Vocational Energy, or, something more than just putting in the hours
Which side of the brain do you use?
Wisely, Liz Sands decided not to tell her colleagues where they were going that day. As office manager at an enterprise agency in Bristol, Sands had organised an away-day for the whole team. And she suspected that people might call in sick if she told them that she’d booked everyone in at a laughter club.
Arriving with no preconceptions, they were invited to carry out a few exercises. Joe Hoare, the facilitator, asked first for members of the group to give him a deep belly laugh. Then a high-pitched, tinkling giggle.
Overcoming their embarrassment, the group managed to do as he asked. And after a while, they began to laugh spontaneously. “The point was to get people feeling more positive,” Sands recalled. “It was good fun, and it got everyone loosened up.”
Hoare ran his first laughter club nearly eight years ago. He holds a monthly session that’s open to the general public, but he also works with blue-chip companies. “It’s good for teamwork,” he said. “When people share this kind of experience, there’s a strong bond.”
Laughter clubs were invented by Madan Kataria, a doctor in Mumbai, India, who holds daily sessions in parks and shopping centres. Today, there are more than 2,500 laughter clubs around the world. And the fastest-growing venue for them is the workplace, according to Daniel H Pink, author of the latest must-read management book, A Whole New Mind.
Published in the autumn, with jacket quotes from several of the best-known management gurus, Pink’s book has rapidly become a word-of-mouth success. In the US, it’s gone into its eighth print run.
Pink believes that the “knowledge workers” who set the character, leadership and social profile of society – the lawyers, accountants, investment bankers, engineers, management consultants and doctors – will soon be wiped out by the forces that devastated industrial and blue-collar jobs before them.
It’s a doomy prognosis, but he offers some hope. These professionals have thrived for years because they’re analytical and logical – qualities that play out in the left-side of the brain. They’ve tuned out their right-brain qualities such as emotion and creativity. Now, if they’re to survive, they must harness both sides of the brain. Hence the title of his book.
The left-side of the brain is sequential, the right-side simultaneous. The left analyses details, the right puts together a bigger picture. Thus, the left side processes text or speech, while the right handles more complex, multi-faceted tasks such as interpreting somebody’s facial expression and intonation. The left tells you what has been said, the right tells you how it’s been said.
“The first people who develop a whole mind will do extremely well,” says Pink. “The rest, who move slowly or not at all, will suffer.”
Is he overstating it? Computers long ago beat Gary Kasparov at chess, the quintessential left-brain activity. It’s hard to believe that the day-to-day tasks of lawyers – to name just one of the threatened professions – are really more complex than chess at the level of grand master.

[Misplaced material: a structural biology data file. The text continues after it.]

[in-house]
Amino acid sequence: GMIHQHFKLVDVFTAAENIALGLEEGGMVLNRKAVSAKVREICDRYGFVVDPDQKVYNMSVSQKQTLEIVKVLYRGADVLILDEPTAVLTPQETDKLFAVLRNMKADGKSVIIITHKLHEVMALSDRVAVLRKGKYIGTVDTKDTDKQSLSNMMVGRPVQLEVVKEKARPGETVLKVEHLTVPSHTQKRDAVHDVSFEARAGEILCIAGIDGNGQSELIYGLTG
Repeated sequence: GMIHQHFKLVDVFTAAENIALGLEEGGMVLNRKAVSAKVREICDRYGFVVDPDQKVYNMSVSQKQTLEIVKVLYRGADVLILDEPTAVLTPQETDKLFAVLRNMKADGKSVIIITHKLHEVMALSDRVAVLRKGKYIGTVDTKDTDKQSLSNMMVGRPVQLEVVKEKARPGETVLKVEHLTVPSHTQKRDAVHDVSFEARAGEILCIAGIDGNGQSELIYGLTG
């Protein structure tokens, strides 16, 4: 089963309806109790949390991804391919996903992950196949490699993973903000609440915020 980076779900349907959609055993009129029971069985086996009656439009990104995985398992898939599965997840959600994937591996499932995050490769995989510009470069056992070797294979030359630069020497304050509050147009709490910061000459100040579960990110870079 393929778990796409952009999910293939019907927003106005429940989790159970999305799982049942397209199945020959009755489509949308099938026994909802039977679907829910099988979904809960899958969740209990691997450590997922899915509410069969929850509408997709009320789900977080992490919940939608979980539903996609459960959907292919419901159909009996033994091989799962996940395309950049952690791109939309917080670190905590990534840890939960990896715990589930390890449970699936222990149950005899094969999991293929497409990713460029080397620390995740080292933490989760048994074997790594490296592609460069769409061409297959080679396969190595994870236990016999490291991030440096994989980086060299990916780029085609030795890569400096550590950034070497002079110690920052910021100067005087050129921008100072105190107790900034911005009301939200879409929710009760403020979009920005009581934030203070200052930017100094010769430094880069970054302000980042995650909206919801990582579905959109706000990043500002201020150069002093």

Indeed they’re not. “Lawyers may feel that they are through the revolution already, but there is much more to come,” says Richard Susskind, a consultant on IT to international law firms and to the Lord Chief Justice. “Advanced systems will enable a shift from bespoke advice to commoditised legal service.”
As for the threat from overseas: Catrin Griffiths, editor of The Lawyer, says Indian regulations currently prevent British lawyers setting up offices there. That’s likely to change. “And when that happens, it will be a real honeypot,” she says.
It would be hard for Pink, a highly regarded business writer, to have missed these trends. But what he noticed at the same time was that left-brainers in the leading economies have already started to protect themselves against the threat from computers – and predatory Indians, among others – by cultivating their previously neglected aptitudes for creativity and emotional intelligence.
He lists six areas – design, storytelling, seeing the bigger picture, empathising, play, and meaningful purpose. But before examining them in detail, can we be sure that the British workforce really is so perilously analytical? Sebastian Bailey, a London-based psychologist and co-author of the bestselling The Mind Gym: Wake Up Your Mind, believes it may be.
One of the most popular personality tests used in job applications, the Myers-Briggs, divides people into analytical and more intuitive types. “The first group,” said Bailey, “if you asked them to talk about an apple, would give you facts. They’d say, it’s green, it grows on trees…” The second group would talk about other things, like the environment, or the Greek legend about awarding an apple to the most beautiful goddess …” Really high quality thinkers, he added, switch routinely between the two ways of thinking.
More than two million people have taken the Myers-Briggs test, and the aggregated data shows that, in Britain and America, analytical types substantially outnumber the others. “In an economy like ours,” said Bailey, “we need to move towards the intuitive qualities. And you can do that. It can be a strain, but it’s good for you.”
So let’s consider Pink’s list. Design is important because consumers appreciate it more than ever. Anybody who uses a word-processor can tell the difference between Times New Roman and Arial, whereas twenty years ago, typefaces were a mystery to all but a few. So it’s no longer enough to provide something efficient. It must be beautiful too. Implicitly acknowledging this, the Treasury invited Sir George Cox, chairman of the Design Council, to examine options for making British business more creative. His report was delivered with some fanfare in December.
Computers and the internet have made facts cheap. Anybody can find them, but who can make sense of them? Pink’s answer: storytellers.
Robert McKee, the script guru worshipped by Hollywood wannabes, has recently started to attract a following among people who don’t work in film. Many belong to the growing movement of “organisational storytellers” – quite possibly including the artist in residence at Yorkshire Water, poet in residence at Barnsley Football Club, comic-book artists employed by Unilever, and a “corporate jester” at British Airways.
David Pearl, who has previously worked in opera and theatre directing, improvisation, film writing and TV presenting, uses that broad arts experience in his work with major companies all over Europe. “These skills have become essential for even the most hard-nosed businesses because increasingly a company’s value has less to do with material assets than the company’s ethos.